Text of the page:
Grandma Boom

SELF NOURISHMENT: BODY TALK AND LISTENING

1989. “You have tonsillitis.” I responded emphatically, “No, that is impossible! They removed my tonsils when I was 2 ½ years old!” The doctor smiled and replied just as emphatically, “Yes, you have tonsillitis AND you have tonsils!” He explained that my body grew a new set that was smaller than the originals but work just as well. How could this be? It opened my eyes to the idea that my body had its own intelligence.

I wanted to understand my body’s intelligence and started talking to it. If it could grow a new set of tonsils, surely it could communicate. Hunger, pain, bladder all gave signals. Was there more to be grasped? I was fascinated by this mystery treasure buried inside me.

I began talking to my body asking it to tell me what it needed, saying “I love and appreciate you.” Insights seeped into my awareness. Doing spring cleaning in my home, I realized my body was a home, too. That day I saw an article noting dandelion as a great spring tonic for cleansing the liver. Not believing there is any such thing as a ‘coincidence’ but rather a ‘synchronization’ of energies, I drank dandelion tea.

I wondered why we don’t educate children about themselves, their inner world resources, and how we function as human beings. Being a homeschooling mom, I created Experiential Anatomy. Here is an example:

Epiglottis role play: I was “chewed up food going down the wrong pipe.” My son delighted in being the epiglottis, tossing me onto large pillows as I headed towards him. The epiglottis is a small, movable “lid” just above the larynx that prevents food and drink from entering your windpipe. My son reveled in his epiglottis experience! It was one of many organs and systems I provided experiential learning for when I was homeschooling decades ago.

Each body part studied we drew and colored, then pinned on our clothes showing where it was located. Drawing/coloring/sewing brain pillows was a hoot!

“OUCH!” gets our attention when we are hurt. We go straight to the pain. Gnarling stomach sounds send us to food sources. We listen when there is discomfort. But what happens if we focus on prevention and really knowing our internal workings? When is the last time you said ‘good morning’ to your liver or kidneys? Have you told your stomach how much you appreciate it? 

Major philosophies teach us to “know thyself.” We commonly limit that to thoughts and emotional feelings. In this 3D reality we are missing out on major resources inside ourselves. 

When I broke my leg, I learned the relevance of being positive. I talked to my injured areas, felt grateful for healing opportunities, and LISTENED to its needs. Patience and self-calming are healing salves.

Let’s look inside…..we are walking miracles. The human body is an incredibly intelligent, complex ‘machine.’ Are you listening to it? It listens to what we are doing with our thoughts/feelings/intentions/body talk. Why wouldn’t it! Everything is connected as a system. 

The spleen stores worry. I apologize to it when I fall into the worry trap. Kidneys store fear. I do Qi Gong to loosen and release fear toxins daily to help them help me. Try telling your heart how much you LOVE it and FEEL that love.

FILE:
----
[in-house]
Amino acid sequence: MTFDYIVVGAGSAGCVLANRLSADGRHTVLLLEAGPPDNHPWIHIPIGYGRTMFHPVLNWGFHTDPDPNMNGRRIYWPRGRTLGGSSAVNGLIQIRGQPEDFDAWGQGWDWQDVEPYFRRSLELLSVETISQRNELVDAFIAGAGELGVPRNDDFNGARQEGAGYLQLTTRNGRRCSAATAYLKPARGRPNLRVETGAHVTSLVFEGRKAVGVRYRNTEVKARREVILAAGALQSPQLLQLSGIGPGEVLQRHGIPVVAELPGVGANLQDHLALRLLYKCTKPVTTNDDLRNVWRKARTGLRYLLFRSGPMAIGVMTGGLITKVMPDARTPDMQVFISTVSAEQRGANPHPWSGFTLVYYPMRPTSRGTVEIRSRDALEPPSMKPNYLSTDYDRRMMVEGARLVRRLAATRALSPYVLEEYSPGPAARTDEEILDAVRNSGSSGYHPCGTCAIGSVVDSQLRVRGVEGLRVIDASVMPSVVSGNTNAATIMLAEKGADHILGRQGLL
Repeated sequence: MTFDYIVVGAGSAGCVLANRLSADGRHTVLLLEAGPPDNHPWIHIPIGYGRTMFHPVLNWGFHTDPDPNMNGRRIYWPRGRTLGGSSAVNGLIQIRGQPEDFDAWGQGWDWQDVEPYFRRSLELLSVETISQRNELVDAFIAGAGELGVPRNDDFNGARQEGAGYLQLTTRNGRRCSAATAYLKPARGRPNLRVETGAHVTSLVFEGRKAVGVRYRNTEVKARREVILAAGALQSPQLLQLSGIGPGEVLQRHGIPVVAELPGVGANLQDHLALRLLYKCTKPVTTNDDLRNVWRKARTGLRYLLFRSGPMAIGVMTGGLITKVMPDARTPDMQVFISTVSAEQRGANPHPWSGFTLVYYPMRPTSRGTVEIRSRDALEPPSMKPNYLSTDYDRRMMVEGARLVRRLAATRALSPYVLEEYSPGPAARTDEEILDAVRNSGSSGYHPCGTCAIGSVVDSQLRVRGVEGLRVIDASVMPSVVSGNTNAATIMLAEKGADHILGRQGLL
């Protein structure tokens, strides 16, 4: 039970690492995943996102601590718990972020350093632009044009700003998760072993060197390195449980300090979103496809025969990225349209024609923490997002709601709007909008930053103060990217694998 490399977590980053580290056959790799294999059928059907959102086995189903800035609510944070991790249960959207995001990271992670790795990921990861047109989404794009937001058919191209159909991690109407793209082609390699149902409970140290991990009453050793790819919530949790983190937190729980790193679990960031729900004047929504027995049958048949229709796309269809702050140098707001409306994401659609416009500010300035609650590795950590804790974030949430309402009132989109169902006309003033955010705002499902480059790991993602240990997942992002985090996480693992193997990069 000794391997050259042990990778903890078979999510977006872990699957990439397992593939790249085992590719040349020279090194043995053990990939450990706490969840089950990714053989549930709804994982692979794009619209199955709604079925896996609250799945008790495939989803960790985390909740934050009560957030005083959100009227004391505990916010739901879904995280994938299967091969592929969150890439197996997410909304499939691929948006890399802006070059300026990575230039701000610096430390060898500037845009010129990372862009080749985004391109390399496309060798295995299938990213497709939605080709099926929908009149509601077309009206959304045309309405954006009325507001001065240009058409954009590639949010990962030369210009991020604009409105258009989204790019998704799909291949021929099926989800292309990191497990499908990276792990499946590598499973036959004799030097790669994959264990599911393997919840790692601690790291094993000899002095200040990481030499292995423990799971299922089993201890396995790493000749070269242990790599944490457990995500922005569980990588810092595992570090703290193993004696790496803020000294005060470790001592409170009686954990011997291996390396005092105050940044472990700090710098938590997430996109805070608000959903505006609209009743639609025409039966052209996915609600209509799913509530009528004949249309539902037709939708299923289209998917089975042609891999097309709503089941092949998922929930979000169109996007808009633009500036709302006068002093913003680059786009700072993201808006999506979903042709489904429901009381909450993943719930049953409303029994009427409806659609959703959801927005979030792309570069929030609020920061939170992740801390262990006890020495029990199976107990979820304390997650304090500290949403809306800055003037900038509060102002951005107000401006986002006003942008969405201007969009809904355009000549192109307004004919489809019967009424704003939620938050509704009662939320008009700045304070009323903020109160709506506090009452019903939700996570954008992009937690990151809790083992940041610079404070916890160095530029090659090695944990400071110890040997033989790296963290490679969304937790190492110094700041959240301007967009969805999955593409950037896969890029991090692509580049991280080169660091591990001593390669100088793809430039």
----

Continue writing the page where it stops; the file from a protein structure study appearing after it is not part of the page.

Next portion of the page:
Sample liver conversation: 

 “I O U, Liv, and want to help you with your multi-tasking expertise: making immune factors; removing bacteria from the bloodstream; resisting infections; regulating blood clotting; producing proteins for blood plasma; producing cholesterol to carry fats through the body; converting glucose into glycogen for storage and energy; producing bile to carry waste; regulating blood levels of amino acids; processing hemoglobin; converting poisonous ammonia, and clearing blood of drugs and poisonous substances. You are amazing! Thank you for ALL you do for me. I’ll drink dandelion tea and burdock tea, too!”

Let’s teach children how to self nourish: “It’s what’s inside that counts. Talk to your body. Listen to your body.” 

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Janai 'Grandma Boom' Mestrovich

Janai Mestrovich aka Grandma Boom’s passion for human potential and stress prevention has been a 40-year journey. With a Master’s Degree in Family and Child Development, she is a pioneer in children’s stress prevention programs, and author, newspaper columnist, TV producer/host/creator/writer, and international speaker. Janai’s awards and honors include: Silver Medal, NY International Film and Television Festival; Most Innovative Children’s Program, Oregon; Miss Hospitality of Kansas, 1969; invited and appointed to the Rosalynn Carter Institute National Caregiving Project Editorial Board; invited to represent prevention and rural areas at the Surgeon General’s Conference on Children’s Mental Health; watermelon seed spitting champion; 1st and 2nd place awards as Freedom Fairy in Ashland, Oregon’s July 4th parades. She is a pioneer and advocate in furthering holistic education for children, and delights in being an outrageously fun grandmother. Janai has taught at the University of Oregon and Southern Oregon University on Empowering Children, speaks at global conferences, and dresses in costume to teach in daycare settings about stress skills and emotional intelligence. She encourages all, young and old alike, to engage their joy-filled inner child, and tap into the freedom of holistic aging.

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